"The City of Mosaics" is just 19 miles from Amman on the King's Highway. Madaba dates from the middle Bronze Age, about 2000 BC, though most of its famed art dates from the more recent Byzantine era. There are hundreds of fabulous mosaics dating from the 5th to 7th centuries scattered throughout the city, though the highlight is the mosaic map at the Greek Orthodox Church of St. George. The Archaeological Park and Museum, which has the remains of several Byzantine churches, including the Church of the Virgin and the Apostles, is also worth visiting.
It's mentioned in the bible as Medeba, a border town of the Moabites at the time of the Exodus (Num. 21:30; Joshua 13:9). The area was inhabited by different peoples, including the Hebrews and the Romans. The town reached its peak in the Byzantine era, which is when most of the famous mosaics date from. In 614 the town was destroyed by the Persians, and in 747 it was badly damaged by an earthquake and finally abandoned. It stayed that way until the early 19th century, when several thousand Christians moved here from Kerak. The new settlers dug the foundations of their homes and many Byzantine mosaics were discovered.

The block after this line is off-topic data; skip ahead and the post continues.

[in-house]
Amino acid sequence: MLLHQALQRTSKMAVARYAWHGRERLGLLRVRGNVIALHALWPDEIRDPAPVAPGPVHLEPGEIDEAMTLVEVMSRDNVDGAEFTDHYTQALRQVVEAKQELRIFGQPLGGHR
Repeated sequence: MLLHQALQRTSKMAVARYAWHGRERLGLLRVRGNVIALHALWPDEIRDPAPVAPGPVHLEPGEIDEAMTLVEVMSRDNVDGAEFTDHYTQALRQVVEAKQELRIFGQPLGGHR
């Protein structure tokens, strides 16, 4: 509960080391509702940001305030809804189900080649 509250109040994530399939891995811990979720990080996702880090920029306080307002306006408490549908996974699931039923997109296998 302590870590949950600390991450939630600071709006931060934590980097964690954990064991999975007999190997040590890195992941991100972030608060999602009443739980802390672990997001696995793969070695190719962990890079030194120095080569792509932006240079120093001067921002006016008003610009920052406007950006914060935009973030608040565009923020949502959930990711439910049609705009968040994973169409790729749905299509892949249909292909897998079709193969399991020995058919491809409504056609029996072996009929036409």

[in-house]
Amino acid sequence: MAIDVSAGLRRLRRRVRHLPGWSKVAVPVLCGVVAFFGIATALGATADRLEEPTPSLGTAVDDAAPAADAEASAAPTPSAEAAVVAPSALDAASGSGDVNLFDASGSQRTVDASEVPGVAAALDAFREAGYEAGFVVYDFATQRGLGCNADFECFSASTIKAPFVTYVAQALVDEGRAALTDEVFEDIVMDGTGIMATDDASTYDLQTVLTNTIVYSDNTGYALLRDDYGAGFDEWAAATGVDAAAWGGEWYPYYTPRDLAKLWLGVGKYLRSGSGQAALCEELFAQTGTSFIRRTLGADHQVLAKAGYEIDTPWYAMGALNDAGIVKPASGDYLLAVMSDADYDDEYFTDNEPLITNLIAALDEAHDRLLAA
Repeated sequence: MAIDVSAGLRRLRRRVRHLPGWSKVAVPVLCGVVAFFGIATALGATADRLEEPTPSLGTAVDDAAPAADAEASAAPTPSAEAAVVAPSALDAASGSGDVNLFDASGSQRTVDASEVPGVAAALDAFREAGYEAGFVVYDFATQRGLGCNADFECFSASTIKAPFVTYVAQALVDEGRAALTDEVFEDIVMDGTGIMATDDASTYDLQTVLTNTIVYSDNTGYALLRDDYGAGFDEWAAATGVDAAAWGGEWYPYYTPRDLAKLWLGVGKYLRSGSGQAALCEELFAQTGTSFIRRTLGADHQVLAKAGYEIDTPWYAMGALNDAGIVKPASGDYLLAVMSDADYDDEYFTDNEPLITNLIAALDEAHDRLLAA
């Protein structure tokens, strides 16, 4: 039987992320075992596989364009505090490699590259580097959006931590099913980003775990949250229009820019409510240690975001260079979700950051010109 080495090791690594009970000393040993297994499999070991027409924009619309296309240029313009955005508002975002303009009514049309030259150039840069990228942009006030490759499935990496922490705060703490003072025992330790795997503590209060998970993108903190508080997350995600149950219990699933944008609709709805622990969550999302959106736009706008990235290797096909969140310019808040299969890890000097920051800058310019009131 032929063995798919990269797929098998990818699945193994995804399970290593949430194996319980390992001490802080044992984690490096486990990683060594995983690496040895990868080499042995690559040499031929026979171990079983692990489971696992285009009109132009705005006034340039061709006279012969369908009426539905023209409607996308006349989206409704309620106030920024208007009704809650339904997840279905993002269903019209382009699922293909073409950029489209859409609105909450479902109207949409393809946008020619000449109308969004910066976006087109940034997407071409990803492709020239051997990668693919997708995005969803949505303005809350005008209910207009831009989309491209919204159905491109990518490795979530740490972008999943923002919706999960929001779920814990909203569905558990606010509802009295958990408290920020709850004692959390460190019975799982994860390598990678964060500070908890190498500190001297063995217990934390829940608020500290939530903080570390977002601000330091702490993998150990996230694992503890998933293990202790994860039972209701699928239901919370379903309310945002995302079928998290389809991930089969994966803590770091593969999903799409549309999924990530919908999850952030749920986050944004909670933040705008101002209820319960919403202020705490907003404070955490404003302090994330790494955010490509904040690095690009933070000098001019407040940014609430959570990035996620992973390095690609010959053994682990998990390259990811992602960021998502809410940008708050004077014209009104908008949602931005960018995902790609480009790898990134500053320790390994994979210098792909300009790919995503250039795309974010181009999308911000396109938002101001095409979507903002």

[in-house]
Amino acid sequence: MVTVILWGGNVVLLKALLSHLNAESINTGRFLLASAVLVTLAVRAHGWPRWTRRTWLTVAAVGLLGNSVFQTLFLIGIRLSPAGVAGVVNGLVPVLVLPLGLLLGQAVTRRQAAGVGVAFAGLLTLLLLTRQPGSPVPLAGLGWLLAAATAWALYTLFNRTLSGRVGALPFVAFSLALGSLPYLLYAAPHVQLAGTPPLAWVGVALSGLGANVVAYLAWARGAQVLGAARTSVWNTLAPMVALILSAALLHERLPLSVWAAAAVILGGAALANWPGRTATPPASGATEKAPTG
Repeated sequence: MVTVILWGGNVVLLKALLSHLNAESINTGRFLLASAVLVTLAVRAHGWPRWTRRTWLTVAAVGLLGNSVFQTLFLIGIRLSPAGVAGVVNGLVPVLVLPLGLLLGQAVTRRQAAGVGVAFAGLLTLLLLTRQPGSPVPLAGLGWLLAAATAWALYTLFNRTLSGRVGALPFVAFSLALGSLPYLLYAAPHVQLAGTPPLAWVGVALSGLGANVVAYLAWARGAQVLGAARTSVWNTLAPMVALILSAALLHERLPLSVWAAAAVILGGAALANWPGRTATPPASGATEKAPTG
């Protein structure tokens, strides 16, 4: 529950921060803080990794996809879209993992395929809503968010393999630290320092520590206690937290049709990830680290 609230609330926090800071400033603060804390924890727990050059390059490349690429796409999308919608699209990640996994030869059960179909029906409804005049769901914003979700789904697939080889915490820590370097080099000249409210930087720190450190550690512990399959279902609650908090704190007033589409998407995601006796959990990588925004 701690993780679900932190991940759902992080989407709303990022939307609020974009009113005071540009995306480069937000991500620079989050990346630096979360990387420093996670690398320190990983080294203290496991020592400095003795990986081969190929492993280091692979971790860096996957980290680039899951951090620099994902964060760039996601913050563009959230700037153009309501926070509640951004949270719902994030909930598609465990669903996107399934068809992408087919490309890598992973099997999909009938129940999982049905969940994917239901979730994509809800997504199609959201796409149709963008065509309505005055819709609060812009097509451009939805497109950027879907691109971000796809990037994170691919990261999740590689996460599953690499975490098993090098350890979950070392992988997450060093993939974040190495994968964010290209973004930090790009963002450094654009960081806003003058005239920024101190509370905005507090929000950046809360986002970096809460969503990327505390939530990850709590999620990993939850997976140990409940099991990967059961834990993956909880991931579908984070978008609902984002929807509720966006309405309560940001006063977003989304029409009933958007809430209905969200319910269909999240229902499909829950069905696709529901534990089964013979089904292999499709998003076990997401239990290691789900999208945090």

Madaba at a Glance
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